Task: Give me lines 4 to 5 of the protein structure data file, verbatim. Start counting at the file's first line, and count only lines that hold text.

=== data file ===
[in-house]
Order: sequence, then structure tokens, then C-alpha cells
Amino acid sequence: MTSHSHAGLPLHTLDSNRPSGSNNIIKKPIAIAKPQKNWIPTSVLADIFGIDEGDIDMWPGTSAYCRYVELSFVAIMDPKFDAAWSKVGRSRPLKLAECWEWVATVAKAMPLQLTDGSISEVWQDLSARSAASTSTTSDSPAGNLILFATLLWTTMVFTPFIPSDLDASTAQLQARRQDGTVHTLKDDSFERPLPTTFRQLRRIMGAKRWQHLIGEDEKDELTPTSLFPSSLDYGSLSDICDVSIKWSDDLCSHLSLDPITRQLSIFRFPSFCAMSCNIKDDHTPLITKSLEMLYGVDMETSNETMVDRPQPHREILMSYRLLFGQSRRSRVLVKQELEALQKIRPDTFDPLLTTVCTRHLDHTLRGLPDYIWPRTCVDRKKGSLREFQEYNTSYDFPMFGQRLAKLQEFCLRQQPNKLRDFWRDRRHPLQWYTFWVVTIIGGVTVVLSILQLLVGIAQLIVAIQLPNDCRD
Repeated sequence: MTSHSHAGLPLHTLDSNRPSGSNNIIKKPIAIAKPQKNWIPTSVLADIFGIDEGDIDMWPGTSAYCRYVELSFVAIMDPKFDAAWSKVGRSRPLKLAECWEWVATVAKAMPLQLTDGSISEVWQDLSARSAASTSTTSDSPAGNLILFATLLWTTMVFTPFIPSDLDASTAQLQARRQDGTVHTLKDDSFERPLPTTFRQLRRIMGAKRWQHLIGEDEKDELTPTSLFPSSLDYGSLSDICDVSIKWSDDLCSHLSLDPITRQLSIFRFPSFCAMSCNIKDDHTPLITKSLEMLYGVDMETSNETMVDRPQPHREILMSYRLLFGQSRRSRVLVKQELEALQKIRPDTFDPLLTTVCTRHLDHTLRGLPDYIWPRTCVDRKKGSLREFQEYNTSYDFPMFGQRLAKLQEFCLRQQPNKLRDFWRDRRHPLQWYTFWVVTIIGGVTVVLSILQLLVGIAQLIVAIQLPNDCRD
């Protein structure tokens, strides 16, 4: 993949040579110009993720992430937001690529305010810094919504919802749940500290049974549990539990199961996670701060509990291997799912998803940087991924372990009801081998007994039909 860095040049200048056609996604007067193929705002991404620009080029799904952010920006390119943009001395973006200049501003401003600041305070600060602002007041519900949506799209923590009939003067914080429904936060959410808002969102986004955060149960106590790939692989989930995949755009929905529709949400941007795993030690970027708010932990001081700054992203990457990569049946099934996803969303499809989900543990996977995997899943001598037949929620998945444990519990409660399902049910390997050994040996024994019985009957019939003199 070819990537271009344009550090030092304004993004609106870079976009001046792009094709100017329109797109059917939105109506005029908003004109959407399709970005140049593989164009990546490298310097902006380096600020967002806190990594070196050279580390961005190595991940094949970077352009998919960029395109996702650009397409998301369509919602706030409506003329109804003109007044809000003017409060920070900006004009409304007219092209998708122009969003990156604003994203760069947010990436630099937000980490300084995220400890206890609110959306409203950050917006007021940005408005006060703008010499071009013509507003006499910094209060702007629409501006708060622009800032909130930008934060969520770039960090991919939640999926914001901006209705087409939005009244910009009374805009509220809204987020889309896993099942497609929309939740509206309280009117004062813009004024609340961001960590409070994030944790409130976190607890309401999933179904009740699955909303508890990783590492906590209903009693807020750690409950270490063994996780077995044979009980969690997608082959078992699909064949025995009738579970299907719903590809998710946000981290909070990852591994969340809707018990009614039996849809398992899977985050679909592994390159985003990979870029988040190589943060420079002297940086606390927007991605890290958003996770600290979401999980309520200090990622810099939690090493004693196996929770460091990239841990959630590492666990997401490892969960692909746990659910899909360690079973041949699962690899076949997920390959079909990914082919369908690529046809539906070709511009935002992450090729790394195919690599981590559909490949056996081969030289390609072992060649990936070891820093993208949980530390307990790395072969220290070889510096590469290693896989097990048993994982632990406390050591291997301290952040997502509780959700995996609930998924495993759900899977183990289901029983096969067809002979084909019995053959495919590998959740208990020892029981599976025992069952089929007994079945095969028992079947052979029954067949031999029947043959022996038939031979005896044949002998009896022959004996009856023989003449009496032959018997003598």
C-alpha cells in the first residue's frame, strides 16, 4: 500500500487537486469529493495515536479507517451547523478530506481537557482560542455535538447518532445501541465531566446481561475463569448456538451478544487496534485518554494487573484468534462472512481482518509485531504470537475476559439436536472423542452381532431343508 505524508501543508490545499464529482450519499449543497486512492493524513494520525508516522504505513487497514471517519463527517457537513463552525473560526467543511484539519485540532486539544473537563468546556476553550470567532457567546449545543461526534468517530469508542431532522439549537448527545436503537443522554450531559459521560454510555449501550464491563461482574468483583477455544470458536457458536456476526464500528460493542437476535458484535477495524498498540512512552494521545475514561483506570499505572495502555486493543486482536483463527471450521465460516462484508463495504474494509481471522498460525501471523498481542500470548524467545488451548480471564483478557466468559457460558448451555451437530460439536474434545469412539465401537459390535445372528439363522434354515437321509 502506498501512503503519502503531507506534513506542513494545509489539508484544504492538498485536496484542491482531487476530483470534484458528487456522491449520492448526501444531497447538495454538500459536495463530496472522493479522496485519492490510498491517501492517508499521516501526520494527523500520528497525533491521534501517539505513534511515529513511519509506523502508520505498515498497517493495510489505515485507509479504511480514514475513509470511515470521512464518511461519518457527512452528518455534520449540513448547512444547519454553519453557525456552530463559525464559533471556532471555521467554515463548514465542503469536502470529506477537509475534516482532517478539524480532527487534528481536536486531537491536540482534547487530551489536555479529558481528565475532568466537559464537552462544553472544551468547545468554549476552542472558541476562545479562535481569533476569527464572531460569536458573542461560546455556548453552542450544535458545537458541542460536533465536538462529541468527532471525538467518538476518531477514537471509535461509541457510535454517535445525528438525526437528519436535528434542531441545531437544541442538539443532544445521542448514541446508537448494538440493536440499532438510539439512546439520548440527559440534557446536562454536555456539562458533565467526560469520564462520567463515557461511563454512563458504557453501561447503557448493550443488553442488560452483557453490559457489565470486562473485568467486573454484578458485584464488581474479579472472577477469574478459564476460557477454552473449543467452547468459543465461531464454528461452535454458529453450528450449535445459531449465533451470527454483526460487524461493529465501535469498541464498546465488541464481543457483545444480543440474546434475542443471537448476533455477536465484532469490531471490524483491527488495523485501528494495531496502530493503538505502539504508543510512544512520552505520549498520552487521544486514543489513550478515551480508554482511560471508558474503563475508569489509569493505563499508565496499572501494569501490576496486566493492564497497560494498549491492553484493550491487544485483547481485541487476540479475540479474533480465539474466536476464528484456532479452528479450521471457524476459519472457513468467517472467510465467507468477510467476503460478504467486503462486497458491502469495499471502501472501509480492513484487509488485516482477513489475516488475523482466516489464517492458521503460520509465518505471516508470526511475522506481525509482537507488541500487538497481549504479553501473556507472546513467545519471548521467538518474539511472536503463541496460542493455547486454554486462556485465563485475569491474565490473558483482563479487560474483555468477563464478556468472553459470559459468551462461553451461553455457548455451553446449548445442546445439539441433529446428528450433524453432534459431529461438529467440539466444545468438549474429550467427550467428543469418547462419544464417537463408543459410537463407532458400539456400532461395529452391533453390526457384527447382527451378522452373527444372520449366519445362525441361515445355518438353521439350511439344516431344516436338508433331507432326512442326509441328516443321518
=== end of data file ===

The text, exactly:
Repeated sequence: MTSHSHAGLPLHTLDSNRPSGSNNIIKKPIAIAKPQKNWIPTSVLADIFGIDEGDIDMWPGTSAYCRYVELSFVAIMDPKFDAAWSKVGRSRPLKLAECWEWVATVAKAMPLQLTDGSISEVWQDLSARSAASTSTTSDSPAGNLILFATLLWTTMVFTPFIPSDLDASTAQLQARRQDGTVHTLKDDSFERPLPTTFRQLRRIMGAKRWQHLIGEDEKDELTPTSLFPSSLDYGSLSDICDVSIKWSDDLCSHLSLDPITRQLSIFRFPSFCAMSCNIKDDHTPLITKSLEMLYGVDMETSNETMVDRPQPHREILMSYRLLFGQSRRSRVLVKQELEALQKIRPDTFDPLLTTVCTRHLDHTLRGLPDYIWPRTCVDRKKGSLREFQEYNTSYDFPMFGQRLAKLQEFCLRQQPNKLRDFWRDRRHPLQWYTFWVVTIIGGVTVVLSILQLLVGIAQLIVAIQLPNDCRD
């Protein structure tokens, strides 16, 4: 993949040579110009993720992430937001690529305010810094919504919802749940500290049974549990539990199961996670701060509990291997799912998803940087991924372990009801081998007994039909 860095040049200048056609996604007067193929705002991404620009080029799904952010920006390119943009001395973006200049501003401003600041305070600060602002007041519900949506799209923590009939003067914080429904936060959410808002969102986004955060149960106590790939692989989930995949755009929905529709949400941007795993030690970027708010932990001081700054992203990457990569049946099934996803969303499809989900543990996977995997899943001598037949929620998945444990519990409660399902049910390997050994040996024994019985009957019939003199 070819990537271009344009550090030092304004993004609106870079976009001046792009094709100017329109797109059917939105109506005029908003004109959407399709970005140049593989164009990546490298310097902006380096600020967002806190990594070196050279580390961005190595991940094949970077352009998919960029395109996702650009397409998301369509919602706030409506003329109804003109007044809000003017409060920070900006004009409304007219092209998708122009969003990156604003994203760069947010990436630099937000980490300084995220400890206890609110959306409203950050917006007021940005408005006060703008010499071009013509507003006499910094209060702007629409501006708060622009800032909130930008934060969520770039960090991919939640999926914001901006209705087409939005009244910009009374805009509220809204987020889309896993099942497609929309939740509206309280009117004062813009004024609340961001960590409070994030944790409130976190607890309401999933179904009740699955909303508890990783590492906590209903009693807020750690409950270490063994996780077995044979009980969690997608082959078992699909064949025995009738579970299907719903590809998710946000981290909070990852591994969340809707018990009614039996849809398992899977985050679909592994390159985003990979870029988040190589943060420079002297940086606390927007991605890290958003996770600290979401999980309520200090990622810099939690090493004693196996929770460091990239841990959630590492666990997401490892969960692909746990659910899909360690079973041949699962690899076949997920390959079909990914082919369908690529046809539906070709511009935002992450090729790394195919690599981590559909490949056996081969030289390609072992060649990936070891820093993208949980530390307990790395072969220290070889510096590469290693896989097990048993994982632990406390050591291997301290952040997502509780959700995996609930998924495993759900899977183990289901029983096969067809002979084909019995053959495919590998959740208990020892029981599976025992069952089929007994079945095969028992079947052979029954067949031999029947043959022996038939031979005896044949002998009896022959004996009856023989003449009496032959018997003598």